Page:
Council tax is an annual fee your local authority expects you to pay in exchange for all of the public services you get the benefit of. Methods of council tax help is listed in this article.
When you make your council tax payment, what the money actually pays for includes:
- Your local police and fire services
- Bin collection and waste disposal
- Leisure centres, parks, and other recreational activities
- Local libraries and educational facilities
- Street cleaning, street lighting, and road maintenance
You will normally pay council tax in monthly installments, paying for ten months of the year and having two months of the year as payment holidays.
Do I have to pay council tax?
The long and short of it is: yes, you do need to pay your council tax. The council expects everyone to pay, with very few exceptions.
Situations where you may be exempt from council tax include if:
- The property is empty due to a death
- All residents are full-time students
- The property is owned by a charity
- All residents are under 18
- It’s a self-contained flat where a dependent lives
- Any residents have severe mental impairments
- The property is empty as the occupier is being cared for elsewhere
Even if you don’t fall into any of the exempt categories, you may be able to apply for a discount. This is normally available to those who live with someone who is exempt from council tax, as well as those who live alone, claim benefits, are on a low income, or are in severe financial hardship.
How is council tax paid and when do you pay it?
Generally, payments are spread over ten months, giving you a two-month break in February and March before your new bill comes in for the following year. If you choose to pay your council tax over 12 months you will not receive the payment break, but your installments will be less each month.
People usually pay their council tax through Direct Debit or standing order. However, you can also pay over the phone, by bank transfer or by cheque.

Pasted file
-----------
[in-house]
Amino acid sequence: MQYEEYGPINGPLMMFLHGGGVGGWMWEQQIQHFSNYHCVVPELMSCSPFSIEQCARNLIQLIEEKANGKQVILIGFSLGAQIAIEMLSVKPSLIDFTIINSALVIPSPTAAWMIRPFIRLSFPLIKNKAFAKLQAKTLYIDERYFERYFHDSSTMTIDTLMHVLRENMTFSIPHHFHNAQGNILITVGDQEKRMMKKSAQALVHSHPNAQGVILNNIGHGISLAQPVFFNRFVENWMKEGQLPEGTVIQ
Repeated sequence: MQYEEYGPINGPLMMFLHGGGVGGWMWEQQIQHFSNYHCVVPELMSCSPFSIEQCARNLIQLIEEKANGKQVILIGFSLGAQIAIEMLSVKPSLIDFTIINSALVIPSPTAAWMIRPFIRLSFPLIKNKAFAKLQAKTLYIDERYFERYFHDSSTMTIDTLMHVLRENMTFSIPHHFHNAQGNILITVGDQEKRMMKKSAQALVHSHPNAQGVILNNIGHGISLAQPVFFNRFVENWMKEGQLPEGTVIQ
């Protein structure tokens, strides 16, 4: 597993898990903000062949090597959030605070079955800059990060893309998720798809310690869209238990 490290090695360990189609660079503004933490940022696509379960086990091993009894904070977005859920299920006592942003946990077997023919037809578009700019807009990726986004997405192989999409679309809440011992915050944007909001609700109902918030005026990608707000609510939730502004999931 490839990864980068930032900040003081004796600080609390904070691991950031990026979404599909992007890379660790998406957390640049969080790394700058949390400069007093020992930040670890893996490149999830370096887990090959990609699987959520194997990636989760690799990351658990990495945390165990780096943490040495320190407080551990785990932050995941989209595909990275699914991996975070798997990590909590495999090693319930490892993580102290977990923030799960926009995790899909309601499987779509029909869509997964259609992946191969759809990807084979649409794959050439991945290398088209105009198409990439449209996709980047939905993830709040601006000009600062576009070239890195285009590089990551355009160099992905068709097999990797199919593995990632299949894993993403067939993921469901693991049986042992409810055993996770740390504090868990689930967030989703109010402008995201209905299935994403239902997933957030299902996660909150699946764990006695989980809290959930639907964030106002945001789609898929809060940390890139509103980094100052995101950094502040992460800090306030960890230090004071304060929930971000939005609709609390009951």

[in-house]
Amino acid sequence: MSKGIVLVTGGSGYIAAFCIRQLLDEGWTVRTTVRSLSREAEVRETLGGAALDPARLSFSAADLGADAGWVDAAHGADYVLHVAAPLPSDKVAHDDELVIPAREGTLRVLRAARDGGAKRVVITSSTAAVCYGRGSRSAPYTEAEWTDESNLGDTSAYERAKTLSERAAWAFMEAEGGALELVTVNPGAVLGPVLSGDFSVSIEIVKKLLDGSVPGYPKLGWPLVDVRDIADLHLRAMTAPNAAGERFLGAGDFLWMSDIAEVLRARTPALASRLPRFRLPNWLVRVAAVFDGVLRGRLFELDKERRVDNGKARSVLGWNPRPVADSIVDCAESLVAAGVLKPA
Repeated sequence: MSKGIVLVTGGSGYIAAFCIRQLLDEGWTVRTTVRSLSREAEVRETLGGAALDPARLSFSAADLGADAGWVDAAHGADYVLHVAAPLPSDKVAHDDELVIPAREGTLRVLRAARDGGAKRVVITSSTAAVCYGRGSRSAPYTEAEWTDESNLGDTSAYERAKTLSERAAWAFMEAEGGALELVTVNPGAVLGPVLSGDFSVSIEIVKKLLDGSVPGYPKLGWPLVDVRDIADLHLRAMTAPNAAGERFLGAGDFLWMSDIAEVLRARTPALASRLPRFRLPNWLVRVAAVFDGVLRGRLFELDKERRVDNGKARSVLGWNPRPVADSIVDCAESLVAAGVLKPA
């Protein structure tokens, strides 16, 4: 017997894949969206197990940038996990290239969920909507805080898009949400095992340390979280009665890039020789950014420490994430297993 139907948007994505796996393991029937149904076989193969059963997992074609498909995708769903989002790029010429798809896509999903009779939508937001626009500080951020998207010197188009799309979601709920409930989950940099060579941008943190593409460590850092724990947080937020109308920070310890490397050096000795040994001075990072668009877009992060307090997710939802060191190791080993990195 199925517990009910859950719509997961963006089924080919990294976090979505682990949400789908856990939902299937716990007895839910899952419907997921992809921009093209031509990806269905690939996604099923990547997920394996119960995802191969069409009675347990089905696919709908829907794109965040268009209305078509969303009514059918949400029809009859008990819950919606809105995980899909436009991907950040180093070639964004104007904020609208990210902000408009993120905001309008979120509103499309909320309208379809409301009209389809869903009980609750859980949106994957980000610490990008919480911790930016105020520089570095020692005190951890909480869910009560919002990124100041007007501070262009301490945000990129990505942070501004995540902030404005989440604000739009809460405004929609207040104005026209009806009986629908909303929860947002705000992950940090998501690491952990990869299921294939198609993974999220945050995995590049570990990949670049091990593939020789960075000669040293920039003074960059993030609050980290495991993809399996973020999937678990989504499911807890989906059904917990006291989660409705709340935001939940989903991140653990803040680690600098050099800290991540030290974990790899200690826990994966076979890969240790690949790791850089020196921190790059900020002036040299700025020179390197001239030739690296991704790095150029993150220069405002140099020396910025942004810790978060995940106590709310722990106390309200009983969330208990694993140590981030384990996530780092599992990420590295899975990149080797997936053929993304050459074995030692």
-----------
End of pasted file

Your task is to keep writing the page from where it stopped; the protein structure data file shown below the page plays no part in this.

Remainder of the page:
How much council tax should I pay?
How much council tax you pay is entirely dependent on your personal and financial situation, as well as the needs of your local council. The size of your payment will be decided based on:
- Your circumstances
- How much money the council needs to properly fund its local services
- The valuation of your property
Houses of different valuations are sorted into tax brands. Bands range from A-H – the more expensive your house is, the higher the band. The higher the band, the higher your council tax is.
If you think you’re being charged for the wrong band, you can ask for it to be reassessed. This could result in you paying less. By the same token, however, you run the risk of paying more if the council updates your property to a higher band during the reassessment.
Can you get a reduction in your council tax?
There are some special circumstances in which it’s possible to have the amount you pay in council tax reduced, for example if you’re on low income. Support might be considered if you’re:
- On low income
- A student or you live with students
- Living alone, or are the only adult living in your home
- Physically disabled or mentally impaired (or you share a home with somebody who is)
- On certain benefits, including Employment and Support Allowance, Pension Credit, or Universal Credit.
For a full list of the reasons for a reduction, or to check if you qualify for one, visit the Government website’s council tax section.
What happens if you owe council tax?
The best advice is always to pay any council tax debts as soon as possible. Because it’s a priority debt, there are several measures the local authority can use against you if you fail to make a council tax payment.
This action ranges from being sent a reminder notice, to having a liability order taken against you and the court sending bailiffs to your home.
When you first fail to make a payment you will be sent a reminder notice, which gives you the opportunity to settle your debts within 7 days.
If you fail to pay within 7 days of the reminder notice
If you make an arrangement to pay within 7 days of the reminder notices, no further action will be taken against you. If you don’t pay within 7 days, however, you will be sent a final notice.
A final notice requires you to pay all outstanding council tax debt within a further 7 days. If you miss this payment, the council may take legal action against you to collect the debt.
If you fail to pay within 7 days of the final notice
If you fail to pay for a third time, the council can apply to the court for the power to collect unpaid debt from your wages. This is known as a liability order.
A liability order gives the local authority the right to forcibly take money you owe, by whatever means they deem necessary. This usually means they will deduct unpaid taxes from your income.
Even if you’re receiving benefits, you’re not exempt from the council’s right to collect. A liability order gives councils the right to deduct what you owe from benefits including:
- Employment and Support Allowance
- Income Support
- Jobseekers Allowance